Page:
Once established at the M-H boundary, the IsO organizes the patterning of the adjacents OT (dorsal midbrain) and cerebellum (dorsal anterior hindbrain or metencephalon). Figure 9B shows that the synchronized and overlapped expressions of Fgf8, Meis2, Otx2, Pax3, and Pax7 compose a network of protein interactions that localize and determine the OT in the dorsal midbrain (Matsunaga et al., 2001; Vennemann et al., 2008; Agoston and Schulte, 2009). Although the precise spatio-temporal expression of these proteins may vary between vertebrate species (Rhinn and Brand, 2001), and different gene orthologs may perform the same function (Dworkin and Jane, 2013), studies in several species converge to show that a general model, with similar patterns of protein interactions can be proposed to operate at the IsO of most vertebrate species [teleosts (Moens and Prince, 2002; Jászai et al., 2003), amphibians (Glavic et al., 2002; Bandín et al., 2013), birds (Martinez et al., 1991; Itasaki and Nakamura, 1992); and mammals (Liu and Joyner, 2001)].
Establishment of the Dorsal-Ventral Patterning
The midbrain dorsal-ventral patterning is regulated by the combined organizing activity of IsO and the floor and roof plates. In the chick embryo OT, this polarity is installed from HH12 onward. By HH16 the OT has acquired a fixed dorsal-ventral identity and the region-specific gene activity become independent from the organizers (Li et al., 2005). This process takes place at a stage when the OT wall is entirely composed of pluripotent NScs. Thus, the dor→ven patterning generates a spatially organized distribution of NScs subpopulations with different region-specific identity. Apart from this dor→ven patterning, space-dependent differences in Fgf signaling activity along the OT primordium cph-cd axis install regional specificities in the rostro-caudal axis. As an example, in the mouse, specification of IC progenitors requires a higher level of Fgf signaling than specification of SC progenitors (Basson et al., 2008). Following patterning, several signaling pathways and their target TFs control the rate and the spatial organization of the proliferative activity. Some of these pathways and TFs are analyzed in following paragraphs.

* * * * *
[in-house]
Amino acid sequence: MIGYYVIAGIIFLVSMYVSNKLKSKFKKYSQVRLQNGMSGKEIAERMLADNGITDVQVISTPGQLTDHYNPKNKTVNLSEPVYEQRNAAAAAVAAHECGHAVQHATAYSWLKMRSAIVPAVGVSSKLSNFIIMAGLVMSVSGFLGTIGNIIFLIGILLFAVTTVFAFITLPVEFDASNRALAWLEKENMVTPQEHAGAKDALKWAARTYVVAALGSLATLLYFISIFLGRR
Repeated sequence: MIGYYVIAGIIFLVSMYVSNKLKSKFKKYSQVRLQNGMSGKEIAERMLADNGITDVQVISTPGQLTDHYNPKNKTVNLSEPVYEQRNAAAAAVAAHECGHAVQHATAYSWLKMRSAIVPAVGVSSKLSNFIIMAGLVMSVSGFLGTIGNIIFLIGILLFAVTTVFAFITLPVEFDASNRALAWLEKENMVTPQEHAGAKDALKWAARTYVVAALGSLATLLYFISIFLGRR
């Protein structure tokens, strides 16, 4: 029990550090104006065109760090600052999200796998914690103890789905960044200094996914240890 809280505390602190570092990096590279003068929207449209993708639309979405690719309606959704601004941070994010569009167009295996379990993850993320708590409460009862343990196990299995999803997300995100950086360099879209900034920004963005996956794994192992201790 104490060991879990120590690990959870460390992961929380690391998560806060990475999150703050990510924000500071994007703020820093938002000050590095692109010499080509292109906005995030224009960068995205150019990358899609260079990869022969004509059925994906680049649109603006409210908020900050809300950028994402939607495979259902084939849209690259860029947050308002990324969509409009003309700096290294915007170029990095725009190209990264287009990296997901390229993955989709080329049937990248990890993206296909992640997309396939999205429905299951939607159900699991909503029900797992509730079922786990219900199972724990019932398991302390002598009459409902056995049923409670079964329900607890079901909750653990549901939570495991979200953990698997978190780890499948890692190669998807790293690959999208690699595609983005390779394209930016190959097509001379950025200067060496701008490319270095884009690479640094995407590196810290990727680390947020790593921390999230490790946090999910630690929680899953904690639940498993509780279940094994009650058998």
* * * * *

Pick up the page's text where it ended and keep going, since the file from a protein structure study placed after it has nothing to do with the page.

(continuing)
Temporal Regulation and Spatial Organization of Neural Stem Cell Proliferation
In the simplest scenario, the proliferative phase of the neuroepithelium is composed of at least three, partially overlapped, phases: (a) a first phase of expansive proliferation; NScs divide symmetrically, the number of NScs increases exponentially and the neuroepithelium expands tangentially; (b) a phase of asymmetric neuronogenic proliferation; this phase is subdivided in subphases and (c) a last phase of gliogenic proliferation.
It is clear that the proliferative activity begins and is spatially organized around the IsO (Rapacioli et al., 2012b). This temporal-spatial organization requires modulating the proliferation rate, time of cell cycle exit, onset of determination/differentiation etc. These parameters are regulated as a function of (a) the time and of (b) the position along cph-cd and med-lat axes. Several sets of proteins (growth factors, receptors, TFs and other signaling proteins) participate in this regulation (Ahmed et al., 2009). Naturally, growth factors act upstream their receptors, their downstream effectors and their target TFs, and also upstream of the cell cycle controlling proteins (cyclins, kynases etc.). Several signaling pathways and their targets TFs have been identified and exhaustively studied in the developing OT in several species. Table 4 summarizes these data.
TABLE 4. Summary of signaling pathways and transcription factors involved in the temporal and spatial regulation of cell proliferation.
Fgf family and Fgf signaling pathways